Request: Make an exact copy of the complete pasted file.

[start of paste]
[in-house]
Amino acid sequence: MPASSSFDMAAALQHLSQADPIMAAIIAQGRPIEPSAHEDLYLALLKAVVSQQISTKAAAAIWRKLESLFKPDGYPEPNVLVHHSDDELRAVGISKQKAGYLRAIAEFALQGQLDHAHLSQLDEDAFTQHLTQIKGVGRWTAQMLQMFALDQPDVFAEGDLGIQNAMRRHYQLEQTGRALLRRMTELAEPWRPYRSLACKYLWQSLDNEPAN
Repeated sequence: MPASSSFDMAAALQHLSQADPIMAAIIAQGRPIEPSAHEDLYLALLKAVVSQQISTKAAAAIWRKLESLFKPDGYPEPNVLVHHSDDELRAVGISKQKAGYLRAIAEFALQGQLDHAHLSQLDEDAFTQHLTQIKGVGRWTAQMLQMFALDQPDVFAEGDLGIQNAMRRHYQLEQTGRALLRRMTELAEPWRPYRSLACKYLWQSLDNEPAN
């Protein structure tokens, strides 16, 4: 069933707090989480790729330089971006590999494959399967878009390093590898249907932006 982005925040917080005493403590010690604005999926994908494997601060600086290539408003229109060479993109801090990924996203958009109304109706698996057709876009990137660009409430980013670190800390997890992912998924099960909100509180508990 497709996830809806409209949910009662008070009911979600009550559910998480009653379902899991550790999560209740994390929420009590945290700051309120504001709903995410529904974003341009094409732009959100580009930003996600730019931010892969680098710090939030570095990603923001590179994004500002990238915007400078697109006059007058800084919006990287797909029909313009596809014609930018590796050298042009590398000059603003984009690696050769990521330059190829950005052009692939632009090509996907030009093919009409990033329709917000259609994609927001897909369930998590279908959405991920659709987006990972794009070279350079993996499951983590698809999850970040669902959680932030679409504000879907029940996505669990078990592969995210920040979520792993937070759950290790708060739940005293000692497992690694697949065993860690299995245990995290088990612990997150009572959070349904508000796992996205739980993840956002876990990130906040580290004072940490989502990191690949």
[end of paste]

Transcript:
[in-house]
Amino acid sequence: MPASSSFDMAAALQHLSQADPIMAAIIAQGRPIEPSAHEDLYLALLKAVVSQQISTKAAAAIWRKLESLFKPDGYPEPNVLVHHSDDELRAVGISKQKAGYLRAIAEFALQGQLDHAHLSQLDEDAFTQHLTQIKGVGRWTAQMLQMFALDQPDVFAEGDLGIQNAMRRHYQLEQTGRALLRRMTELAEPWRPYRSLACKYLWQSLDNEPAN
Repeated sequence: MPASSSFDMAAALQHLSQADPIMAAIIAQGRPIEPSAHEDLYLALLKAVVSQQISTKAAAAIWRKLESLFKPDGYPEPNVLVHHSDDELRAVGISKQKAGYLRAIAEFALQGQLDHAHLSQLDEDAFTQHLTQIKGVGRWTAQMLQMFALDQPDVFAEGDLGIQNAMRRHYQLEQTGRALLRRMTELAEPWRPYRSLACKYLWQSLDNEPAN
């Protein structure tokens, strides 16, 4: 069933707090989480790729330089971006590999494959399967878009390093590898249907932006 982005925040917080005493403590010690604005999926994908494997601060600086290539408003229109060479993109801090990924996203958009109304109706698996057709876009990137660009409430980013670190800390997890992912998924099960909100509180508990 497709996830809806409209949910009662008070009911979600009550559910998480009653379902899991550790999560209740994390929420009590945290700051309120504001709903995410529904974003341009094409732009959100580009930003996600730019931010892969680098710090939030570095990603923001590179994004500002990238915007400078697109006059007058800084919006990287797909029909313009596809014609930018590796050298042009590398000059603003984009690696050769990521330059190829950005052009692939632009090509996907030009093919009409990033329709917000259609994609927001897909369930998590279908959405991920659709987006990972794009070279350079993996499951983590698809999850970040669902959680932030679409504000879907029940996505669990078990592969995210920040979520792993937070759950290790708060739940005293000692497992690694697949065993860690299995245990995290088990612990997150009572959070349904508000796992996205739980993840956002876990990130906040580290004072940490989502990191690949």